This piece was originally published on EcoCult. Syndicated with permission.
Is Leather Sustainable?
Written by Evan Streusand. Evan Streusand is the founder of Fortress, a conscious shoe company that pays its Peruvian workers a fair wage and ensures they have safe working conditions.
When I set out to start Fortress in 2012, I didn’t pay much attention to environmental issues. I was just focused on trying to sell boots and shoes to retailers.
It wasn’t until later that I started grappling with the realization that fashion is second only to the oil industry in terms of negative environmental impact.
In fact, founding a shoe company in Peru was an accident. I was there; I found a pair of boots in Cusco. I liked the boots, I came back to Texas where I live and friends of mine wanted some boots too.
I went back to Peru, imported a bunch of them, sold them to friends and friends of friends, went back again to Peru, and decided to manufacture similar boots there.
Most people who want to make shoes and boots start in China. I didn’t and that has – to paraphrase Robert Frost – made all the difference. Peru is a country rich with natural resources, with a history of conflict and struggle that has transformed into prosperity and progress.
The labor laws are strict, environmental regulations are for the most part followed, and prices are much higher than competitors who manufactured in China.
Instead of fighting it, we embraced it and launched Fortress of Inca as a brand that stood for worker’s rights and sustainable, handmade production. Another bonus is that Peru and its neighboring countries of Argentina and Chile have some of the nicest leather in the world, rubber, and excellent wood that we could use for women’s heels.
A brand that stands for something is bound to get noticed by people who care about the environment and sustainability. And a lot of people ask about whether we can truly call ourselves sustainable if we use leather. The answer is, yes, we can.
Leather as a Byproduct
Most of our leather is sourced as a meat byproduct. If fashion ceased using leather to make products without people cutting their meat consumption at the same time, waste management centers would be unable to handle hides and meat byproducts, and the environmental impact would be nearly catastrophic.
In 2014, the United Nations Industrial Development Organization issued a report called “The Future for Leather”, which stated:
If the approximately nine to ten million tons of raw hides and skins as by-products of the meat industry (generated irrespective of the needs of the leather industry) is not processed into leather and subsequently into consumer goods, then it would remain as organic waste. This would be a significant problem – rotting, odor, volume/mass – to be handled or disposed of somehow. It is even claimed that the carbon footprint of disposal footpath would be greater than processing for the short and long term into leather.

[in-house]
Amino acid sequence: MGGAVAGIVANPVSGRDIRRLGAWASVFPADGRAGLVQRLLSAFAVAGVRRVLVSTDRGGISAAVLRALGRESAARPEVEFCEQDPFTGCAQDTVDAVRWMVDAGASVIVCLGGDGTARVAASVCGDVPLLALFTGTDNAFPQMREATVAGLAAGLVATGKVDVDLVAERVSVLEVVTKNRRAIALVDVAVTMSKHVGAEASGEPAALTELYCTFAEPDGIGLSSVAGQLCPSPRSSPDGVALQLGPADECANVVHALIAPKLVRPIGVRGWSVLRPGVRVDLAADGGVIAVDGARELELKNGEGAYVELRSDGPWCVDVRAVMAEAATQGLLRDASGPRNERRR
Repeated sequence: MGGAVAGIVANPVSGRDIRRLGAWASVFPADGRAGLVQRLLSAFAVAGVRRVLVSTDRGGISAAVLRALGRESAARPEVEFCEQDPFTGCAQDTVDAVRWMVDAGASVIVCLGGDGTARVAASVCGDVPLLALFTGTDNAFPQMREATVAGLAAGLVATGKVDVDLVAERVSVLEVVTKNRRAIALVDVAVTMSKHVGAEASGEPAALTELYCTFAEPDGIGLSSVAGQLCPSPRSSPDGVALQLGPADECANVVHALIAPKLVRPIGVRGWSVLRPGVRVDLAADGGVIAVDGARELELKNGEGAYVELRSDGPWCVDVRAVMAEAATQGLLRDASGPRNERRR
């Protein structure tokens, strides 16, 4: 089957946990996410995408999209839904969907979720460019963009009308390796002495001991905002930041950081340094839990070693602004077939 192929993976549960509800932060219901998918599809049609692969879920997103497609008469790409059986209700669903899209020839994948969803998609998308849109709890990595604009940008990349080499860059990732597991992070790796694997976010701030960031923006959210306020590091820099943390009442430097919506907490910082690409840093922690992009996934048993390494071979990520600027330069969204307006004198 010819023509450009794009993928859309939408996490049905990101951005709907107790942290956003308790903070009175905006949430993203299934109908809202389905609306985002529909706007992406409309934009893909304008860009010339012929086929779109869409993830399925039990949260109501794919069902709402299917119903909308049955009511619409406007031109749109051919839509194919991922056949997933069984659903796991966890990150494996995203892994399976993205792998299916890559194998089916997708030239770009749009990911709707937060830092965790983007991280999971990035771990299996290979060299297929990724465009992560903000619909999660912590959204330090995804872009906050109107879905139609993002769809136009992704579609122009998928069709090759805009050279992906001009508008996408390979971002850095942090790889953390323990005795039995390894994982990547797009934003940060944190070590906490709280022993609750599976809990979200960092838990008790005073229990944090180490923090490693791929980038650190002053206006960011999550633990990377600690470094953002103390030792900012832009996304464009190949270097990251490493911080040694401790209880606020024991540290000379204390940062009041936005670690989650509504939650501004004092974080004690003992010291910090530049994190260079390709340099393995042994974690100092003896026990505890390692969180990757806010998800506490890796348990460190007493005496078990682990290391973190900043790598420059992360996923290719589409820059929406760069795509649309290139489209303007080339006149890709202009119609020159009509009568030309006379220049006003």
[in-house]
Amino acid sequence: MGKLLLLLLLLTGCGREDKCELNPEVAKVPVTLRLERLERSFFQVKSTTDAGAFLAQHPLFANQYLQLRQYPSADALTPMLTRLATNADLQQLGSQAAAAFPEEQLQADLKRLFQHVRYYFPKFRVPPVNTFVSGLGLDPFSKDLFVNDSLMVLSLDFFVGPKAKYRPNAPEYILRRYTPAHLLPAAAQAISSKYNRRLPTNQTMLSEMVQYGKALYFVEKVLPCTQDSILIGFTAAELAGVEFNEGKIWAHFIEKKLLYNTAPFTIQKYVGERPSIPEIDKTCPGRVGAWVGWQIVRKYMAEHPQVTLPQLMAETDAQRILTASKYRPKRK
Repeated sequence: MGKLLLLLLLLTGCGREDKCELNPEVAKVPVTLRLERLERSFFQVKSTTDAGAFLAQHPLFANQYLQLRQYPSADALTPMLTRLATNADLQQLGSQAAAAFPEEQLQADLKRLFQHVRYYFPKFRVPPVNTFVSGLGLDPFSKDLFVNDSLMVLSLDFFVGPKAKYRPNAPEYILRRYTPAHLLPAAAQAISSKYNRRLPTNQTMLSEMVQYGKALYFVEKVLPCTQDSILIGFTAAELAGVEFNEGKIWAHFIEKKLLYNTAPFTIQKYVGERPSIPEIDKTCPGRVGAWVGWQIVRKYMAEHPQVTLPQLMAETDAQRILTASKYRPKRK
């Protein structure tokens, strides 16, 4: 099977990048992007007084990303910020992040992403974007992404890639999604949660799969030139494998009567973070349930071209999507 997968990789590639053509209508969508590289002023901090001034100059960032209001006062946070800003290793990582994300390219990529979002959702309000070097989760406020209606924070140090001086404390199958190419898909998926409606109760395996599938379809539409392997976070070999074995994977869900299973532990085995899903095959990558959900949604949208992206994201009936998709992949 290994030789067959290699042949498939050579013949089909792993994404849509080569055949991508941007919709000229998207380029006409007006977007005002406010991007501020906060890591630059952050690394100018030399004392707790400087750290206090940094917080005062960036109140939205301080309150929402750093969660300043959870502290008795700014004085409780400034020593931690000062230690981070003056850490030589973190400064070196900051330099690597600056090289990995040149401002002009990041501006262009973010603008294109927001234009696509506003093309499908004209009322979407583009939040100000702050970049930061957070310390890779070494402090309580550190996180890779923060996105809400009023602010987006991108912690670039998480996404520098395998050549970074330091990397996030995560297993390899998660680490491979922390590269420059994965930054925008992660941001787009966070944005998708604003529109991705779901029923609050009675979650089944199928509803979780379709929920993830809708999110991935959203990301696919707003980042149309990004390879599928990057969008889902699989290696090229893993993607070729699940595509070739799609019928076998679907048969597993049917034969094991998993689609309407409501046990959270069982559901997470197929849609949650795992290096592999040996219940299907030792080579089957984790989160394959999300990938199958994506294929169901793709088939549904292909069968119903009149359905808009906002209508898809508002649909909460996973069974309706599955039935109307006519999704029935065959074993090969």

If you want to eliminate organic waste, reasonably priced, well-made shoes that are both comfortable and stylish and therefore worn frequently will accomplish that goal.
The United Nation’s report also says that for specific purposes such as waterproofness, stability and support, sometimes man-made materials are superior to leather. I’ll concede that point. However, when it comes to durability and strength, leather is one of the finest natural materials available to shoemakers.
The shoes’ primary purpose is not to cover or accentuate the body, but carry the body. Of course you want to be stylish, but other than a small minority of people, most need shoes to travel middle to long distances.
For this reason, I think of shoes as an intersection of architecture and fashion. And in architecture, the components you build into a structure are as important as the design.
Problems with Vegan Leather
The argument for so called “vegan leather” is problematic. It is often not has high quality or comfortable as leather. Companies like Melissa from Brazil, for example, are heralded by sustainable publications as great for the environment because they use MELFLEX, a trademarked plastic which is essentially the same as PVC and therefore not biodegradable.
MELFLEX and similar plastics which claim to be “hypoallergenic and odorless and recyclable” are not, for the most part, comfortable. They do not breathe as leather does, they do not absorb odor, and so despite claiming to be odorless, they make your feet stink.
Time and again I’ve seen people with good intentions make claims that have made me consider whether leather was the best material we could be using in our shoes and boots.
And, after carefully considering these other options, the reason we continue to use it is simple – we are not doing anything harmful to the planet in making shoes and boots from meat byproducts, we source our leather nearby to our manufacturing, and it yields the highest quality footwear.
Leather, it turns out, is the best option for us to use – for environmental, quality, and aesthetic reasons.
Related: More Sustainable Vegan Options
Leah Wise is the founder of StyleWise Blog. She has been writing, speaking, and consulting on sustainable fashion, the fair trade and secondhand supply chain, and digital marketing for over ten years. An Episcopal priest, Leah holds a B.A. in Religion from Florida State University and an M.Div. from Yale Divinity School. When not working, you can find her looking for treasures at the thrift store.
Thursday 28th of January 2016
This is good to know! Sometimes I feel guilty for wearing leather shoes (and the occasional bags), but nothing can compare with it quality wise! I haven't had a pair of pleather/other replacements shoes that hasn't worn out quickly and horribly. With quality leather, however, aging can look even better.
Thursday 28th of January 2016